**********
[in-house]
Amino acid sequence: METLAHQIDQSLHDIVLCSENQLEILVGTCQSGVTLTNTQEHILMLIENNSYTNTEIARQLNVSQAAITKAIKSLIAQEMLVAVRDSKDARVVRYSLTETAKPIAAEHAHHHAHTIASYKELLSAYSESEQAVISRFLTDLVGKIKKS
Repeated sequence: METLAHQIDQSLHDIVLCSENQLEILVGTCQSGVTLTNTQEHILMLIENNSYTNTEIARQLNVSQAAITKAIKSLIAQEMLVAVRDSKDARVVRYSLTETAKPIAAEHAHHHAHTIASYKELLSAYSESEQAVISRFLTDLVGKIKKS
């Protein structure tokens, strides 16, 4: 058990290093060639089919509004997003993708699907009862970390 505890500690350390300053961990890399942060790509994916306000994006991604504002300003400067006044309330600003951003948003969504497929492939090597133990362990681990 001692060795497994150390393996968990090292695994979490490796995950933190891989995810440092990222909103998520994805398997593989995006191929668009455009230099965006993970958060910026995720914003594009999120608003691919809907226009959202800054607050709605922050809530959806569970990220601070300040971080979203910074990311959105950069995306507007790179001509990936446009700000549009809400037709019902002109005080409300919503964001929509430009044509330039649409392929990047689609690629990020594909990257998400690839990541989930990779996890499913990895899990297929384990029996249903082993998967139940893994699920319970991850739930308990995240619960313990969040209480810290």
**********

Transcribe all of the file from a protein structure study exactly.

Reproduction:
[in-house]
Amino acid sequence: METLAHQIDQSLHDIVLCSENQLEILVGTCQSGVTLTNTQEHILMLIENNSYTNTEIARQLNVSQAAITKAIKSLIAQEMLVAVRDSKDARVVRYSLTETAKPIAAEHAHHHAHTIASYKELLSAYSESEQAVISRFLTDLVGKIKKS
Repeated sequence: METLAHQIDQSLHDIVLCSENQLEILVGTCQSGVTLTNTQEHILMLIENNSYTNTEIARQLNVSQAAITKAIKSLIAQEMLVAVRDSKDARVVRYSLTETAKPIAAEHAHHHAHTIASYKELLSAYSESEQAVISRFLTDLVGKIKKS
């Protein structure tokens, strides 16, 4: 058990290093060639089919509004997003993708699907009862970390 505890500690350390300053961990890399942060790509994916306000994006991604504002300003400067006044309330600003951003948003969504497929492939090597133990362990681990 001692060795497994150390393996968990090292695994979490490796995950933190891989995810440092990222909103998520994805398997593989995006191929668009455009230099965006993970958060910026995720914003594009999120608003691919809907226009959202800054607050709605922050809530959806569970990220601070300040971080979203910074990311959105950069995306507007790179001509990936446009700000549009809400037709019902002109005080409300919503964001929509430009044509330039649409392929990047689609690629990020594909990257998400690839990541989930990779996890499913990895899990297929384990029996249903082993998967139940893994699920319970991850739930308990995240619960313990969040209480810290």